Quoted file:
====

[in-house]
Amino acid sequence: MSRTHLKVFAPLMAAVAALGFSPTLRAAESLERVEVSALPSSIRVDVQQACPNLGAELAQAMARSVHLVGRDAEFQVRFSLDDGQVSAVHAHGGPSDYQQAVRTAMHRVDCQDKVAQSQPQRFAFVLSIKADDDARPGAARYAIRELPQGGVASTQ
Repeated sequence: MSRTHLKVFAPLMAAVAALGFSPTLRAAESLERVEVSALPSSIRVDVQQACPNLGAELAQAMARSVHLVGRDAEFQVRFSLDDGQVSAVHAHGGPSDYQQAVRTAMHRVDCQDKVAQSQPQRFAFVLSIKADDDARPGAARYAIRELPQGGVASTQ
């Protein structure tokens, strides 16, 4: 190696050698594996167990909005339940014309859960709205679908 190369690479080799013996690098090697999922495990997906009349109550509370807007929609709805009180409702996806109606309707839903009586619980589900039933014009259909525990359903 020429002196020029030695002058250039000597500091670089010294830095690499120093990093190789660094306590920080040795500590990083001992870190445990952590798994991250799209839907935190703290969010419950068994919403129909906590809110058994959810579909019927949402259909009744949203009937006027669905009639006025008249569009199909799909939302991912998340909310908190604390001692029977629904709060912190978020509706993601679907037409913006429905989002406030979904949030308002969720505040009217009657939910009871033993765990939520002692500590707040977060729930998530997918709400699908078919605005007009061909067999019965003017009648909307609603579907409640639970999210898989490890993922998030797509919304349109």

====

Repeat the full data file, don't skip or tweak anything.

[in-house]
Amino acid sequence: MSRTHLKVFAPLMAAVAALGFSPTLRAAESLERVEVSALPSSIRVDVQQACPNLGAELAQAMARSVHLVGRDAEFQVRFSLDDGQVSAVHAHGGPSDYQQAVRTAMHRVDCQDKVAQSQPQRFAFVLSIKADDDARPGAARYAIRELPQGGVASTQ
Repeated sequence: MSRTHLKVFAPLMAAVAALGFSPTLRAAESLERVEVSALPSSIRVDVQQACPNLGAELAQAMARSVHLVGRDAEFQVRFSLDDGQVSAVHAHGGPSDYQQAVRTAMHRVDCQDKVAQSQPQRFAFVLSIKADDDARPGAARYAIRELPQGGVASTQ
């Protein structure tokens, strides 16, 4: 190696050698594996167990909005339940014309859960709205679908 190369690479080799013996690098090697999922495990997906009349109550509370807007929609709805009180409702996806109606309707839903009586619980589900039933014009259909525990359903 020429002196020029030695002058250039000597500091670089010294830095690499120093990093190789660094306590920080040795500590990083001992870190445990952590798994991250799209839907935190703290969010419950068994919403129909906590809110058994959810579909019927949402259909009744949203009937006027669905009639006025008249569009199909799909939302991912998340909310908190604390001692029977629904709060912190978020509706993601679907037409913006429905989002406030979904949030308002969720505040009217009657939910009871033993765990939520002692500590707040977060729930998530997918709400699908078919605005007009061909067999019965003017009648909307609603579907409640639970999210898989490890993922998030797509919304349109």